If your building in Germany was completed after October 1, 2007 it was required to have an up-to-date Energy Certificate. These certificates are valid for 10 years and start running out this year. If the building is dated before 1966, Energy Certificates were required since January 2009, running out next year.

Von Eigentum vom Autor - Eigener Energiepass - Autor Dirkes1,
CC BY-SA 3.0, https://de.wikipedia.org/w/index.php?curid=2832021

There is no requirement to renew the certificate if you are not re-renting or selling. Owners associations with owners predominantly using their apartments themselves will be reluctant to spend the money for a new certificate if they personally don’t need it.

An example: You are expecting to rent your apartment in January 2019 because you know it will become vacant. This year’s owners meeting did not have a new certificate on the agenda because the property manager was not paying attention to the issue, so there is not budget item for it. Even if it is considered “normal management” which does not even need a vote, it needs to be budgeted. So a discussion with the management company and the co-owners might be advised.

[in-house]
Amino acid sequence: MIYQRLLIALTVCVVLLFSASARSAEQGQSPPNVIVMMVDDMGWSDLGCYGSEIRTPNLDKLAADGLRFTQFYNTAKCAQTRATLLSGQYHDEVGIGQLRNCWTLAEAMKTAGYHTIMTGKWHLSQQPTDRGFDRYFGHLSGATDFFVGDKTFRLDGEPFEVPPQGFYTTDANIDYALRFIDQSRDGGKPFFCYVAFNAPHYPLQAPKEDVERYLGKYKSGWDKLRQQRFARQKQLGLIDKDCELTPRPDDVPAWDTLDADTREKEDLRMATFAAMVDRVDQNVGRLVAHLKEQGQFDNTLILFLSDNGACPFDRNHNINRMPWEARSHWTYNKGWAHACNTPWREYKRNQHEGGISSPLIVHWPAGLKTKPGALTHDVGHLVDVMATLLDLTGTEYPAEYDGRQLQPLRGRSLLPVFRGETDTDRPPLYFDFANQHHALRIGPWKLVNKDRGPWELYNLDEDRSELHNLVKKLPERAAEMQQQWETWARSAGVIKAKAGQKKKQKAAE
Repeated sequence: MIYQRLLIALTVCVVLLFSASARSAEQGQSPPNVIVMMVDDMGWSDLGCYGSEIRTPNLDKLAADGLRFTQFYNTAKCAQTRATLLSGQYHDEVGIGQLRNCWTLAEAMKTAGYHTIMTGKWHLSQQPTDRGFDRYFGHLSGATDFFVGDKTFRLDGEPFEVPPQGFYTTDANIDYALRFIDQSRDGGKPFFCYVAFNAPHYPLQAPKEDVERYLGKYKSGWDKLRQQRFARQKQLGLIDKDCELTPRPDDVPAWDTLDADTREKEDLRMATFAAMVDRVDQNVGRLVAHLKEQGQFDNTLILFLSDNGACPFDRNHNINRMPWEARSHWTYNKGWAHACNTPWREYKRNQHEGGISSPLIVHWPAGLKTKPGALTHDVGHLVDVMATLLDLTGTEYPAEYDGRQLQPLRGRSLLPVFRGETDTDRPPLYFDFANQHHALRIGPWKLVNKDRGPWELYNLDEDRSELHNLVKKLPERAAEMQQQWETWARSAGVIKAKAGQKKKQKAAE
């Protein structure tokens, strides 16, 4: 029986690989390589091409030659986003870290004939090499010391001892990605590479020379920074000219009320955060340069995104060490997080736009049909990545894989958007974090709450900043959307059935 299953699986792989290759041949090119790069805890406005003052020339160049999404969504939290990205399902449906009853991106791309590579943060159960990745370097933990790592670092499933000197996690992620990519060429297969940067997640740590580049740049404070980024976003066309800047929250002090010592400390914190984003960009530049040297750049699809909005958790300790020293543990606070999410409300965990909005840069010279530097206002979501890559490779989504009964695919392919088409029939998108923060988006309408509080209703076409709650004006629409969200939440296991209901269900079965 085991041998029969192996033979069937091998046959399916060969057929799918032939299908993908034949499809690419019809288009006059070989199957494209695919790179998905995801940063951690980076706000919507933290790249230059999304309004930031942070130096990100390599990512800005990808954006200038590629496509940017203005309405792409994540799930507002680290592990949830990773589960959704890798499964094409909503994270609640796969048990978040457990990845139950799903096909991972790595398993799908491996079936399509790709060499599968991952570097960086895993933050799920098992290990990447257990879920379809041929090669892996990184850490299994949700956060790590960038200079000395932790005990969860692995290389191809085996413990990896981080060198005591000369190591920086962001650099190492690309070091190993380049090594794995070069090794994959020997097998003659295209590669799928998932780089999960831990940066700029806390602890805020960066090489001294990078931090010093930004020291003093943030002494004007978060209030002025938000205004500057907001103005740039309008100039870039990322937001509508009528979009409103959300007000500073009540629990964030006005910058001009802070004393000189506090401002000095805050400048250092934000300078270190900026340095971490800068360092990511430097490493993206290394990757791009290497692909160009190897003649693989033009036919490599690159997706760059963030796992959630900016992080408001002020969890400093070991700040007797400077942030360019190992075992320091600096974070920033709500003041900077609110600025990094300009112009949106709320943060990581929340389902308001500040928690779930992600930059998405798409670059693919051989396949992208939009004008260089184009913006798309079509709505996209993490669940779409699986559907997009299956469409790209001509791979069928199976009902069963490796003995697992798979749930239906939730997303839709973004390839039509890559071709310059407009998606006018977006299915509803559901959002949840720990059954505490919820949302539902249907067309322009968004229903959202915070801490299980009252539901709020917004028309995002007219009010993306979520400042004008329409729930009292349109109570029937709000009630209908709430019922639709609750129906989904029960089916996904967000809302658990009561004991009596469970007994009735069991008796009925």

As there are different types of certificates we recommend professional consultation if in doubt.


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Thursday, 7 June 2018

Why Would I Divide My Apartment Block Into Separate Units, Condos?

Yesterday's post created many responses regarding the question: Why would or should I divide my property into separate units?

At the outset I would like to stress two big words: IT DEPENDS or as we like to say "How Long Is A Piece Of String".

List of possible reasons: